10/10/05 6:00 PM 1.375 7.30 S* 1000 Medium
10/28/07 1:30 PM 1.4 7.46FS* 1200 Medium
10/10/05 4:30 PM 1.4 7.34 S* 1030 Medium
10/10/05 10:00 AM 1.5 7.52 FS* 1170 Medium
5/17/06 6:30 PM 1.6 7.6 S* 1260 Medium Low
4/30/11 10:00 AM 1.6 7.42 FR* 1610 Medium High
4/28/09 11:45 AM 1.95 7.89 FS* 1940 High
10/09/05 6:00 PM 2.1 8.74 FR* 2450 Very High
 

*RR=rising rapidly RS=rising slowly S=steady FR=falling rapidly FS=falling slowly P=Peaking V=Valley between peaks

Estimated chance (percent) of finding the river runnable.

    Month...........%Chance....Comment
    January ............ 0%....frozen.
    February.............0%....frozen
    March................5%....Usually frozen.
    April...............70%....Best chance mid to late April
    May ................50%....Best chance in early May.
    June................18%
    July.................5%
    August...............5%....Just a trickle
    September...........10%....Tropical storms and their remains
    October.............25%
    November............45%....Fall rains, dormant trees
    December............30%....River starts freezing early to mid month. 
 

Be aware this is averaged out over several years. The % chance refers to the probability of finding the river running on any given day. For instance a 5% probability for August means on average you can only expect 1-1/2 days of water. One year there could be 3 days in August with water, other years none. Spring levels are usually higher than fall levels. The river rises and falls rapidly because of the small steep watershed. An occasional summer storm could bring the river up for a day.

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Directions Description


Put in

Interstate 93 to exit 32. State route 112 (Kancamaugus Highway) east for approximately 5-1/2 miles.
Take a left at the Lincoln Woods recreation center just after crossing over the East Branch Bridge (sometimes called the Wilderness Parking Area). There is a large parking lot here with bathrooms and a visitor center with information for the hikes out of this area.

Note: At the Lincoln Woods put-in, it will be necessary to have a White Mountain National Forest parking sticker . These can be purchased at the put in at the Lincoln Woods visitor center or the information center just off the exit for rt 112 (Kancamaugus Highway). They are also available at information centers off exits 23 and 28.

The put-in for the middle section is down a steep bank in front of the visitors center just under a suspension footbridge used for hikers next to the parking lot (44.0638,-71.5904).

For the upper section you can carry/drag your boat 3 miles up the Wilderness Trail (a former railroad bed) and put-in where the bridge crosses Franconia Brook near a National Forest wilderness campground. The walk (with an open boat on wheels) takes approximately two hours. Make sure you walk up along the north side of the river along the old railroad bed instead of the hilly road which follows the river's south edge.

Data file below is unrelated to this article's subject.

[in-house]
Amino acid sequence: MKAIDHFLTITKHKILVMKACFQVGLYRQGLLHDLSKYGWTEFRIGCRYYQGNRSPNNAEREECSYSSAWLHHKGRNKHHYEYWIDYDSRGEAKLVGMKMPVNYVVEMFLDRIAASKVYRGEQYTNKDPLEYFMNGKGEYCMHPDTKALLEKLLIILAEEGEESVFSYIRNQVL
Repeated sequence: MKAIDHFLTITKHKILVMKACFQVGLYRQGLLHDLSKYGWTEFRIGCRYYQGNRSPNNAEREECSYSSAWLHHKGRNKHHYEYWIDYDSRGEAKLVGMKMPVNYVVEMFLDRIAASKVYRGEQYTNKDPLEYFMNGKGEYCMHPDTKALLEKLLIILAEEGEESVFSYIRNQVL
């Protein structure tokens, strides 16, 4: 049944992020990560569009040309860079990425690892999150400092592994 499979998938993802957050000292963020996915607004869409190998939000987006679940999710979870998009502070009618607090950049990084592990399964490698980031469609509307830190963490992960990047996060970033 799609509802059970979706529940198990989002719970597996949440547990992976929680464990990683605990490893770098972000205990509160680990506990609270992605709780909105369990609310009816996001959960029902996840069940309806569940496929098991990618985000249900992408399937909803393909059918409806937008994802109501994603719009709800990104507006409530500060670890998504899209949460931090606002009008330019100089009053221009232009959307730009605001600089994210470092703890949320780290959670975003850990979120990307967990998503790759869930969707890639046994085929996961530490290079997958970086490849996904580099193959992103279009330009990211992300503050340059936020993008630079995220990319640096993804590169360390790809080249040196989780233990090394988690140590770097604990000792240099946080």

Loon Mountain take-out/put-in

Head back in the direction you came on route 112 towards Lincoln, go 2.5 miles to the entrance to Loon Mountain ski area. Take a left here and make your way to the lower parking lot under the bridge you just came over. To access the river above Loon Mtn Rapid, drive to the lower ski area parking lot on river left across the bridge from the Kancamagus (44.0567,-71.6340).

To access the river below Loon Mtn Rapid then park on river right in a picnic area located behind the steam locomotive.

South Mountain Bridge Take-Out

The upper take-out is located behind the main shopping center in Lincoln off Dodgeville Rd (44.0473,-71.6596). Drive back into Lincoln. Turn left just after some stores and restaurants and just before the bigger shopping center. Proceed down towards the river and cross over the bridge that spans both channels. Take out on the river left channel under the bridge (half-way down the rapid).

Woodstock Take-Out

Drive west thru Lincoln, under Interstate-93, and continue to a traffic light in Woodstock just past where it crosses over the Pemigewasset (approximately 3.2 miles). Turn left, then less then 1/4 mile take a left and park behind the Woodstock Fire Station. There is a small playground here with a porta-potty.

From the river, continue downstream past the South Mountain Bridge, after you pass under the high Interstate-93 bridge and then the railroad bridge take the river right channel. This channel will bring you back to the takeout just after the confluence with the main stem of the Pemigewassett river coming out of Franconia Notch.

Note: Do NOT take-out behind the IGA by the electrical substation any more. Although in use for decades, this take-out has been recently developed, is no longer secluded, and the homeowners association has barred boater from using it.

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No Accident Reports

Alerts

     

News

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Skip Morris